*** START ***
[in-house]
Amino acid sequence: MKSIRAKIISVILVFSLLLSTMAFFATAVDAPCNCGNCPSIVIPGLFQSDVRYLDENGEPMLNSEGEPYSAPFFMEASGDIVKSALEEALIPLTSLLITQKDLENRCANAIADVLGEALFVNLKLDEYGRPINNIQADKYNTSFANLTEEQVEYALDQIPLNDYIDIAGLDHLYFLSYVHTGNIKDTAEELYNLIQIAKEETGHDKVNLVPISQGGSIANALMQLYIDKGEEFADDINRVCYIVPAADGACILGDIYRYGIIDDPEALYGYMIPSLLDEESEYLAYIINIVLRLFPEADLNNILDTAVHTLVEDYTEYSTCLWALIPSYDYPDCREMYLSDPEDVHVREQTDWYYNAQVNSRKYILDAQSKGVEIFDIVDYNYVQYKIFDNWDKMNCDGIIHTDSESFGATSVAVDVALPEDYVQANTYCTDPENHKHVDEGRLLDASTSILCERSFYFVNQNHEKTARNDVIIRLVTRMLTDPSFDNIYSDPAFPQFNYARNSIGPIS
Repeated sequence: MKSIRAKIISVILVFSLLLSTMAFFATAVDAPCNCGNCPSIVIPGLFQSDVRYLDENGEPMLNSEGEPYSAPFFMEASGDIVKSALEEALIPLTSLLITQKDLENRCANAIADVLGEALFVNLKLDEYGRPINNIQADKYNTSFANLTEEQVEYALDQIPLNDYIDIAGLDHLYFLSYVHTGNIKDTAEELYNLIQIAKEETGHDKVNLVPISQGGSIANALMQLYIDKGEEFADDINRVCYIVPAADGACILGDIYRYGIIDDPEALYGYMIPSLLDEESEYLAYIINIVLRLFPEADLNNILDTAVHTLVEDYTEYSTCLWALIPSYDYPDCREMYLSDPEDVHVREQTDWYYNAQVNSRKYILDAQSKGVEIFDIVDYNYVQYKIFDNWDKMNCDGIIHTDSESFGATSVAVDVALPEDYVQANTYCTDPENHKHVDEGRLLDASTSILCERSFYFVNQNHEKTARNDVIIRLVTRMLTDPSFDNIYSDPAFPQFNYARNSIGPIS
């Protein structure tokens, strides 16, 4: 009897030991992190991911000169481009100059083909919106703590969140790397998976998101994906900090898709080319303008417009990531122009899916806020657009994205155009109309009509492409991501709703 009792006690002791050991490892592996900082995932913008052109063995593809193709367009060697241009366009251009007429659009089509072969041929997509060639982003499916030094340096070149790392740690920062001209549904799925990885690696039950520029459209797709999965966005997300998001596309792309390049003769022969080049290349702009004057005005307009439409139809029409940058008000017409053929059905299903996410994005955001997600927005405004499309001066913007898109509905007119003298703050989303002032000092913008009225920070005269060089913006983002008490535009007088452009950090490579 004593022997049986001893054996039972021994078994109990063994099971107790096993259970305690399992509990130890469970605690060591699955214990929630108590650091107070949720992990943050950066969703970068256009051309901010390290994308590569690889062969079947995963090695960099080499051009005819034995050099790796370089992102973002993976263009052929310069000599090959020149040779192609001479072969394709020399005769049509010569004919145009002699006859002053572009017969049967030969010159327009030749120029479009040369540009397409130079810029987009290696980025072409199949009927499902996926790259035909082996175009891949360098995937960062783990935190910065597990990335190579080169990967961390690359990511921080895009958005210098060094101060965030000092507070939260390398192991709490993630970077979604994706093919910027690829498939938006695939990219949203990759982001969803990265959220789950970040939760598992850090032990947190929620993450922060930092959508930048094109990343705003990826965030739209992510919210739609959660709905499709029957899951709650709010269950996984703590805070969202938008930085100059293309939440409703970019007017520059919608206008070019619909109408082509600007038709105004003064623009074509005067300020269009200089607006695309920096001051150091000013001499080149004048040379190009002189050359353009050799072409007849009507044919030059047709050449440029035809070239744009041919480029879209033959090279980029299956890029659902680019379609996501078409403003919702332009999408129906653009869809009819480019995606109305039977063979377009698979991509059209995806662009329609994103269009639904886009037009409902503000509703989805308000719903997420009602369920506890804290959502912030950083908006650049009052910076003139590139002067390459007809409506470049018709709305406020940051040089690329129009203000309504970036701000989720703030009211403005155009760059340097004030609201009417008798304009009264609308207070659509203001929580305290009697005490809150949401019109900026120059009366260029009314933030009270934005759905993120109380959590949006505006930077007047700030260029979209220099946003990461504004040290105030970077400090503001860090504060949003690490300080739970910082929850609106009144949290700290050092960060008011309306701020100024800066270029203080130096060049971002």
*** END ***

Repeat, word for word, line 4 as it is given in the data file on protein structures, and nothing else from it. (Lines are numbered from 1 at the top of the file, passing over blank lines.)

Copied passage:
């Protein structure tokens, strides 16, 4: 009897030991992190991911000169481009100059083909919106703590969140790397998976998101994906900090898709080319303008417009990531122009899916806020657009994205155009109309009509492409991501709703 009792006690002791050991490892592996900082995932913008052109063995593809193709367009060697241009366009251009007429659009089509072969041929997509060639982003499916030094340096070149790392740690920062001209549904799925990885690696039950520029459209797709999965966005997300998001596309792309390049003769022969080049290349702009004057005005307009439409139809029409940058008000017409053929059905299903996410994005955001997600927005405004499309001066913007898109509905007119003298703050989303002032000092913008009225920070005269060089913006983002008490535009007088452009950090490579 004593022997049986001893054996039972021994078994109990063994099971107790096993259970305690399992509990130890469970605690060591699955214990929630108590650091107070949720992990943050950066969703970068256009051309901010390290994308590569690889062969079947995963090695960099080499051009005819034995050099790796370089992102973002993976263009052929310069000599090959020149040779192609001479072969394709020399005769049509010569004919145009002699006859002053572009017969049967030969010159327009030749120029479009040369540009397409130079810029987009290696980025072409199949009927499902996926790259035909082996175009891949360098995937960062783990935190910065597990990335190579080169990967961390690359990511921080895009958005210098060094101060965030000092507070939260390398192991709490993630970077979604994706093919910027690829498939938006695939990219949203990759982001969803990265959220789950970040939760598992850090032990947190929620993450922060930092959508930048094109990343705003990826965030739209992510919210739609959660709905499709029957899951709650709010269950996984703590805070969202938008930085100059293309939440409703970019007017520059919608206008070019619909109408082509600007038709105004003064623009074509005067300020269009200089607006695309920096001051150091000013001499080149004048040379190009002189050359353009050799072409007849009507044919030059047709050449440029035809070239744009041919480029879209033959090279980029299956890029659902680019379609996501078409403003919702332009999408129906653009869809009819480019995606109305039977063979377009698979991509059209995806662009329609994103269009639904886009037009409902503000509703989805308000719903997420009602369920506890804290959502912030950083908006650049009052910076003139590139002067390459007809409506470049018709709305406020940051040089690329129009203000309504970036701000989720703030009211403005155009760059340097004030609201009417008798304009009264609308207070659509203001929580305290009697005490809150949401019109900026120059009366260029009314933030009270934005759905993120109380959590949006505006930077007047700030260029979209220099946003990461504004040290105030970077400090503001860090504060949003690490300080739970910082929850609106009144949290700290050092960060008011309306701020100024800066270029203080130096060049971002």